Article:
1. Set daily goals- The likelihood of completing an activity is higher if the goal is actually written down on paper. So set daily goals and do your best to complete it!
2. Prepare– Pick a cool, well-ventilated area, wear loose clothing and always have water with you.
3. Get proper shoes– Since stability could potentially be an issue for some people with MS, you will want to invest in some tennis shoes that will help maximize balance.
4. Track activity– If you have a pedometer or even an iPhone use it to track your level of activity. Studies show that those who use activity tracking end up walking or exercising more. Unless you are in a wheelchair this is an effective way to built up your exercise program and can even be helpful in keeping you moving when you are at home.
5. Pace your activity-Don’t dive into a challenging workout. The likelihood of drop-out is higher when you take on something difficult and get discouraged because you were unable to complete it. Also, recommendations state that you should start with 10 minutes/day and build up to 40 minutes gradually.
6. Do your activity in intervals– As many of you know fatigue and weakness will come on quickly. Take frequent breaks if needed.
7. Talk to your Physician– Be sure to consult with your provider before starting any exercise program. You insurance will likely cover the initial cost of seeing a physical therapist (PT) so take advantage of consulting with a PT who can help you tailor your exercises and improve your technique.
*Always consult with your physician and physical therapist before starting any exercise program.
This study was presented to the European Committee for Treatment and Research in Multiple Sclerosis (ECTRMS), October 4, 2013, Copenhagen, Denmark and Published in Archives of Physical Medicine and Rehabilitation March, 4, 2014.
About the Authors:
Dr. Narineh Hartoonian is a Clinical Health and Rehabilitation psychologist at the Rowan Center for Behavioral Medicine. She has several years of interdisciplinary clinical and research experience in health and rehabilitation psychology and has served the needs of many individuals with chronic medical conditions and disability. Dr. Hartoonian received her Bachelor and Master of Science in Physiology from the University of California, Los Angeles (UCLA) and her Doctorate in Clinical Psychology from Loma Linda University (LLU). She has taught various graduate and undergraduate courses in the physiological sciences, health and psychobiology.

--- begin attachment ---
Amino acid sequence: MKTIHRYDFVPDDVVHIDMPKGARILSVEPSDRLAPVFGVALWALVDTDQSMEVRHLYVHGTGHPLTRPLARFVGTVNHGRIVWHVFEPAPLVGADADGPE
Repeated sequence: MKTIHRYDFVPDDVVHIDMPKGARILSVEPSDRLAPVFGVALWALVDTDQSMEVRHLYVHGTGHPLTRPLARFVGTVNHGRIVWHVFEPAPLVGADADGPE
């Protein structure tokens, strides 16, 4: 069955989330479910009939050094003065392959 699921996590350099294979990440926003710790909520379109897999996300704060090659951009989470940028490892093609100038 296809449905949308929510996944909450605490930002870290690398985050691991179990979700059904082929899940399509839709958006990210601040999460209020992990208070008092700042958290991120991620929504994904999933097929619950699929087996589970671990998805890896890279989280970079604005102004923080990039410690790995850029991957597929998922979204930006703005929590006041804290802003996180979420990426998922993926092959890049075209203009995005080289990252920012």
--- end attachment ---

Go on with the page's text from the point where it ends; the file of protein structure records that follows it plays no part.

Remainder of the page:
Dr. Meghan Beier is a Rehabilitation Psychologist and Clinical Researcher at the University of Washington Medicine Multiple Sclerosis Center. Dr. Beier obtained her Ph.D. from Yeshiva University, and completed a 2-year Multiple Sclerosis rehabilitation research fellowship in the Department of Rehabilitation Medicine at the University of Washington School of Medicine, which was funded by the National Multiple Sclerosis Society. Her research and clinical focus is the cognitive and emotional symptoms common to multiple sclerosis.
Dr. Beier is also the author of the Multiple Sclerosis and Anxiety blog published on April 22, 2015. Click on the link if you are interested in finding out more about how to screen for anxiety and resources that are available to you.
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10. Latimer-Cheung, A. E., Martin Ginis, K. A., Hicks, A. L., Motl, R. W., Pilutti, L. A., Duggan, M., . . . Smith, K. M. (2013). Development of evidence-informed physical activity guidelines for adults with multiple sclerosis. Arch Phys Med Rehabil, 94(9), 1829-1836 e1827. doi: 10.1016/j.apmr.2013.05.015